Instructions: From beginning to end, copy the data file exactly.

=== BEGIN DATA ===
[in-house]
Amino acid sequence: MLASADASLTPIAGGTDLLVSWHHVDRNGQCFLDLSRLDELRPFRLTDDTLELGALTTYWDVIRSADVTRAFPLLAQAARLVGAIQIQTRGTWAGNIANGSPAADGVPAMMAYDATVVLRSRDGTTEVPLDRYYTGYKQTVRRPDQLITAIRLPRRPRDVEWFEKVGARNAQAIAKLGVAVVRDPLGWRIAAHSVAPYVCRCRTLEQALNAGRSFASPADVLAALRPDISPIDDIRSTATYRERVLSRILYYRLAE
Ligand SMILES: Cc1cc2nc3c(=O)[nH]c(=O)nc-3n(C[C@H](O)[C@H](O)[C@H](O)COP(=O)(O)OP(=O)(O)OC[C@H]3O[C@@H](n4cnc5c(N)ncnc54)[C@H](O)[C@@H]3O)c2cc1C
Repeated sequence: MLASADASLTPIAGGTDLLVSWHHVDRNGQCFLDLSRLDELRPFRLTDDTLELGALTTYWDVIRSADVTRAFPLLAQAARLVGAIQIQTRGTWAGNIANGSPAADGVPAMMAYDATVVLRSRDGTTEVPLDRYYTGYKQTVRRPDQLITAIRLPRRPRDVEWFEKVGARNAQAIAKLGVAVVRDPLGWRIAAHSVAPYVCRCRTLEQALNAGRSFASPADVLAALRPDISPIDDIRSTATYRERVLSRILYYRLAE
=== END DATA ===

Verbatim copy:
[in-house]
Amino acid sequence: MLASADASLTPIAGGTDLLVSWHHVDRNGQCFLDLSRLDELRPFRLTDDTLELGALTTYWDVIRSADVTRAFPLLAQAARLVGAIQIQTRGTWAGNIANGSPAADGVPAMMAYDATVVLRSRDGTTEVPLDRYYTGYKQTVRRPDQLITAIRLPRRPRDVEWFEKVGARNAQAIAKLGVAVVRDPLGWRIAAHSVAPYVCRCRTLEQALNAGRSFASPADVLAALRPDISPIDDIRSTATYRERVLSRILYYRLAE
Ligand SMILES: Cc1cc2nc3c(=O)[nH]c(=O)nc-3n(C[C@H](O)[C@H](O)[C@H](O)COP(=O)(O)OP(=O)(O)OC[C@H]3O[C@@H](n4cnc5c(N)ncnc54)[C@H](O)[C@@H]3O)c2cc1C
Repeated sequence: MLASADASLTPIAGGTDLLVSWHHVDRNGQCFLDLSRLDELRPFRLTDDTLELGALTTYWDVIRSADVTRAFPLLAQAARLVGAIQIQTRGTWAGNIANGSPAADGVPAMMAYDATVVLRSRDGTTEVPLDRYYTGYKQTVRRPDQLITAIRLPRRPRDVEWFEKVGARNAQAIAKLGVAVVRDPLGWRIAAHSVAPYVCRCRTLEQALNAGRSFASPADVLAALRPDISPIDDIRSTATYRERVLSRILYYRLAE